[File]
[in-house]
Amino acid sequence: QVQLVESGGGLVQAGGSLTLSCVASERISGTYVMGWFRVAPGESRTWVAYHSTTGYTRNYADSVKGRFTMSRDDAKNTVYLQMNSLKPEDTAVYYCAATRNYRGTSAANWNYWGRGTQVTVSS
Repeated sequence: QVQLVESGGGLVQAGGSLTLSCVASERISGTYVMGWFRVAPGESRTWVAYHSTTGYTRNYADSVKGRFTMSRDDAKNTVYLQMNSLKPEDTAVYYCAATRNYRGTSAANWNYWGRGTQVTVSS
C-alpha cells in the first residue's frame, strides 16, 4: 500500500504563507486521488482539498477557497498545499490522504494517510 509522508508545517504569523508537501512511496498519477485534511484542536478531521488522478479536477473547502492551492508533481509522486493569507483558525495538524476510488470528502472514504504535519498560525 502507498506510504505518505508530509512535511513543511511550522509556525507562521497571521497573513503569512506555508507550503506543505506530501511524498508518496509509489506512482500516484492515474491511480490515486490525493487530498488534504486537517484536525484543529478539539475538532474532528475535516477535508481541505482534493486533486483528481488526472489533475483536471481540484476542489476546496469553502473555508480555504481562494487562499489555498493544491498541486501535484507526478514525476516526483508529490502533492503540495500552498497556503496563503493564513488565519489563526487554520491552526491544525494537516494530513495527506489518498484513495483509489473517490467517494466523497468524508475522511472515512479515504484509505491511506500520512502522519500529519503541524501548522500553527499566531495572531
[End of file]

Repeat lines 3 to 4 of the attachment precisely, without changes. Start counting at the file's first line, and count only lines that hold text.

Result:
Repeated sequence: QVQLVESGGGLVQAGGSLTLSCVASERISGTYVMGWFRVAPGESRTWVAYHSTTGYTRNYADSVKGRFTMSRDDAKNTVYLQMNSLKPEDTAVYYCAATRNYRGTSAANWNYWGRGTQVTVSS
C-alpha cells in the first residue's frame, strides 16, 4: 500500500504563507486521488482539498477557497498545499490522504494517510 509522508508545517504569523508537501512511496498519477485534511484542536478531521488522478479536477473547502492551492508533481509522486493569507483558525495538524476510488470528502472514504504535519498560525 502507498506510504505518505508530509512535511513543511511550522509556525507562521497571521497573513503569512506555508507550503506543505506530501511524498508518496509509489506512482500516484492515474491511480490515486490525493487530498488534504486537517484536525484543529478539539475538532474532528475535516477535508481541505482534493486533486483528481488526472489533475483536471481540484476542489476546496469553502473555508480555504481562494487562499489555498493544491498541486501535484507526478514525476516526483508529490502533492503540495500552498497556503496563503493564513488565519489563526487554520491552526491544525494537516494530513495527506489518498484513495483509489473517490467517494466523497468524508475522511472515512479515504484509505491511506500520512502522519500529519503541524501548522500553527499566531495572531